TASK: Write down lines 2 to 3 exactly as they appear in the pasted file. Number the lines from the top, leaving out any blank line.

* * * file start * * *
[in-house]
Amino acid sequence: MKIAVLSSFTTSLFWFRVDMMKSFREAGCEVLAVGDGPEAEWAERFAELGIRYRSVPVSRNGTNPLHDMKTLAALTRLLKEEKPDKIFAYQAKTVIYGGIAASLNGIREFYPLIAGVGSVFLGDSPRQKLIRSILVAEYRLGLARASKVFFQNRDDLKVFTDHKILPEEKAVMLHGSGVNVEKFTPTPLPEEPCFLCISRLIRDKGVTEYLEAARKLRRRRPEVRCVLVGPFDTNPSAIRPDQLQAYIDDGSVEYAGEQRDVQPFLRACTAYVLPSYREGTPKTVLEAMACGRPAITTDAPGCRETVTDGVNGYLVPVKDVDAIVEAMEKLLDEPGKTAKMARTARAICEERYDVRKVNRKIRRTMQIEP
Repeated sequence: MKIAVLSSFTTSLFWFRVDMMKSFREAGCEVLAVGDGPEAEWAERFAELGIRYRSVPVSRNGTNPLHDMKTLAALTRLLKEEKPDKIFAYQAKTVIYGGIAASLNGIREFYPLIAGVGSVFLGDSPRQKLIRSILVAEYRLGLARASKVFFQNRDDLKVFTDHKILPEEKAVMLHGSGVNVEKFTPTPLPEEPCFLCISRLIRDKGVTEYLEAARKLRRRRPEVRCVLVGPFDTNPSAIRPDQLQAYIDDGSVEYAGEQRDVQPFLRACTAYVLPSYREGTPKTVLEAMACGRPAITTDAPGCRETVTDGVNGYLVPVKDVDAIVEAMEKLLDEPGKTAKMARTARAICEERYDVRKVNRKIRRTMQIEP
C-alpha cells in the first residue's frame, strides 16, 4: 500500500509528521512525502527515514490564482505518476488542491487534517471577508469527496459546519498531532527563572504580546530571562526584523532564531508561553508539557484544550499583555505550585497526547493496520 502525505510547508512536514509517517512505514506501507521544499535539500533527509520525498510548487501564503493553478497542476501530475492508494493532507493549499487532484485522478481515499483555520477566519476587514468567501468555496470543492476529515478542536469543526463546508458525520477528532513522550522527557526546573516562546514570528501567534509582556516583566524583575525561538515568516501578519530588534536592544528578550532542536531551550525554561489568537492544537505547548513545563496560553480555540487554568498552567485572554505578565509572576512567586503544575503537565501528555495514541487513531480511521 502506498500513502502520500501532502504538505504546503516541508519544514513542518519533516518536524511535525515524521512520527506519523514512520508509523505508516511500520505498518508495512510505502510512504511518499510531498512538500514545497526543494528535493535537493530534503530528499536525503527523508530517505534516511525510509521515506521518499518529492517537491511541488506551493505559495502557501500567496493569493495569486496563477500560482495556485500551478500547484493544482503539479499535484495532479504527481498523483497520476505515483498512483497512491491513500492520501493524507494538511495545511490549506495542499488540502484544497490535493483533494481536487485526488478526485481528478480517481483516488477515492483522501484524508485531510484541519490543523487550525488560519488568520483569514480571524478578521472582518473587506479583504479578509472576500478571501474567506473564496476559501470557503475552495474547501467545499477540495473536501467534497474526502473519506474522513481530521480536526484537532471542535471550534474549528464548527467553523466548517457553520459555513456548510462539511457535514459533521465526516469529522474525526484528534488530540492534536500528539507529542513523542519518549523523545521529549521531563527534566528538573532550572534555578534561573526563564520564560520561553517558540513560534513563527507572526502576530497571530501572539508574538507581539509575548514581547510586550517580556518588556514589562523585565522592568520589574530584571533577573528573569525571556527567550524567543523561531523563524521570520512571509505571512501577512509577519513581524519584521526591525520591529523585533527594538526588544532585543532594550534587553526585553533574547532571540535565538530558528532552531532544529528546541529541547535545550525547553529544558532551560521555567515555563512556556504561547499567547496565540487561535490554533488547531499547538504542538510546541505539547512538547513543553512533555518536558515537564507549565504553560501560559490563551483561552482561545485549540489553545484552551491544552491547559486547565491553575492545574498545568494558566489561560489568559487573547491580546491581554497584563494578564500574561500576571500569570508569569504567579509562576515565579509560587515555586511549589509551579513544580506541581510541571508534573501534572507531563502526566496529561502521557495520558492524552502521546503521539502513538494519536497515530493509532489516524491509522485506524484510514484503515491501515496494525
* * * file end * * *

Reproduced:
Amino acid sequence: MKIAVLSSFTTSLFWFRVDMMKSFREAGCEVLAVGDGPEAEWAERFAELGIRYRSVPVSRNGTNPLHDMKTLAALTRLLKEEKPDKIFAYQAKTVIYGGIAASLNGIREFYPLIAGVGSVFLGDSPRQKLIRSILVAEYRLGLARASKVFFQNRDDLKVFTDHKILPEEKAVMLHGSGVNVEKFTPTPLPEEPCFLCISRLIRDKGVTEYLEAARKLRRRRPEVRCVLVGPFDTNPSAIRPDQLQAYIDDGSVEYAGEQRDVQPFLRACTAYVLPSYREGTPKTVLEAMACGRPAITTDAPGCRETVTDGVNGYLVPVKDVDAIVEAMEKLLDEPGKTAKMARTARAICEERYDVRKVNRKIRRTMQIEP
Repeated sequence: MKIAVLSSFTTSLFWFRVDMMKSFREAGCEVLAVGDGPEAEWAERFAELGIRYRSVPVSRNGTNPLHDMKTLAALTRLLKEEKPDKIFAYQAKTVIYGGIAASLNGIREFYPLIAGVGSVFLGDSPRQKLIRSILVAEYRLGLARASKVFFQNRDDLKVFTDHKILPEEKAVMLHGSGVNVEKFTPTPLPEEPCFLCISRLIRDKGVTEYLEAARKLRRRRPEVRCVLVGPFDTNPSAIRPDQLQAYIDDGSVEYAGEQRDVQPFLRACTAYVLPSYREGTPKTVLEAMACGRPAITTDAPGCRETVTDGVNGYLVPVKDVDAIVEAMEKLLDEPGKTAKMARTARAICEERYDVRKVNRKIRRTMQIEP